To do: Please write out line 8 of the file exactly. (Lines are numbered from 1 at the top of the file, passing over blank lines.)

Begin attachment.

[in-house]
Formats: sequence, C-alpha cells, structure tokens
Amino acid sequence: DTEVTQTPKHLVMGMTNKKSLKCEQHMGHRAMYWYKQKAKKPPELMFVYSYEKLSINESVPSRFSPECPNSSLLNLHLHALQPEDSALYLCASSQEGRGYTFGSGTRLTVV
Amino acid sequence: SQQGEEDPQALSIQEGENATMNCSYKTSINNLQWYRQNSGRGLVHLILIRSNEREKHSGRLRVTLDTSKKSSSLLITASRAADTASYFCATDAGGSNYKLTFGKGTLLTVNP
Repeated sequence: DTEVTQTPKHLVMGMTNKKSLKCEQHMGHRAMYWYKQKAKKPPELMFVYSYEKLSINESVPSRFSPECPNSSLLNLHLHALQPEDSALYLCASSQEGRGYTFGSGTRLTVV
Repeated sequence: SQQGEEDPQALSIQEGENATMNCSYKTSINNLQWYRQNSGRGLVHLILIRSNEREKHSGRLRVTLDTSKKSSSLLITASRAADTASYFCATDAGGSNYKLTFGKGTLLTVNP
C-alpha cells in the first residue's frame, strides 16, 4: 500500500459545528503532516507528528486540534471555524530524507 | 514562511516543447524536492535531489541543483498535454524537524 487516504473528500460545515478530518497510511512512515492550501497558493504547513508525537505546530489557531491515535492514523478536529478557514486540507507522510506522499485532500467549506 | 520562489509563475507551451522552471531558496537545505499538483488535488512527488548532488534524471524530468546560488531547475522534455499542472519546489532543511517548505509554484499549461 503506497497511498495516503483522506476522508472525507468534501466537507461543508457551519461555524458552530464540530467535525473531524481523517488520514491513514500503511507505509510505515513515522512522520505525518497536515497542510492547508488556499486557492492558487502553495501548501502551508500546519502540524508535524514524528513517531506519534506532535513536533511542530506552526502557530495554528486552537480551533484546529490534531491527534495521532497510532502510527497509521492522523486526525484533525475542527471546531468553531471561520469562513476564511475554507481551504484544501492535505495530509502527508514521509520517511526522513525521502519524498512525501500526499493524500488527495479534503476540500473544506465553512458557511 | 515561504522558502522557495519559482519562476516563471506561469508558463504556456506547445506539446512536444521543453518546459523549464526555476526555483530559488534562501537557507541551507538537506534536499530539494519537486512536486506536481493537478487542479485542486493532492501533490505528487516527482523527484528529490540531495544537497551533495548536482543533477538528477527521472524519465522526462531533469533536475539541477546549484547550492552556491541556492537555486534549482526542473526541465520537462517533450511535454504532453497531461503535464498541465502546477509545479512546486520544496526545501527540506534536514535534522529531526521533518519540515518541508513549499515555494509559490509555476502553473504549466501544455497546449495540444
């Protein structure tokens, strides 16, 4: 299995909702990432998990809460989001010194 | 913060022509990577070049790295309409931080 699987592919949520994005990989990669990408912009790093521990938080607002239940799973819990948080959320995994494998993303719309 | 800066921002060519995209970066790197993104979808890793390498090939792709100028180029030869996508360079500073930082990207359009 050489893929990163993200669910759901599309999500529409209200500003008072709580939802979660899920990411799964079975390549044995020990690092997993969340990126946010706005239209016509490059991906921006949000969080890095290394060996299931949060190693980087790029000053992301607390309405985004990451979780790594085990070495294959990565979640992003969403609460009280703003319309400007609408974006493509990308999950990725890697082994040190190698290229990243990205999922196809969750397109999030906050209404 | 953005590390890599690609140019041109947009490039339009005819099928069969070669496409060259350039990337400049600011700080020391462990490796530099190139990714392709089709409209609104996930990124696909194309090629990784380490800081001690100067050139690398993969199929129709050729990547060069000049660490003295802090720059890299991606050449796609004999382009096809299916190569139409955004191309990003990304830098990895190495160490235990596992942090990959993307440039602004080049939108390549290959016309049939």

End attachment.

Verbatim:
């Protein structure tokens, strides 16, 4: 299995909702990432998990809460989001010194 | 913060022509990577070049790295309409931080 699987592919949520994005990989990669990408912009790093521990938080607002239940799973819990948080959320995994494998993303719309 | 800066921002060519995209970066790197993104979808890793390498090939792709100028180029030869996508360079500073930082990207359009 050489893929990163993200669910759901599309999500529409209200500003008072709580939802979660899920990411799964079975390549044995020990690092997993969340990126946010706005239209016509490059991906921006949000969080890095290394060996299931949060190693980087790029000053992301607390309405985004990451979780790594085990070495294959990565979640992003969403609460009280703003319309400007609408974006493509990308999950990725890697082994040190190698290229990243990205999922196809969750397109999030906050209404 | 953005590390890599690609140019041109947009490039339009005819099928069969070669496409060259350039990337400049600011700080020391462990490796530099190139990714392709089709409209609104996930990124696909194309090629990784380490800081001690100067050139690398993969199929129709050729990547060069000049660490003295802090720059890299991606050449796609004999382009096809299916190569139409955004191309990003990304830098990895190495160490235990596992942090990959993307440039602004080049939108390549290959016309049939």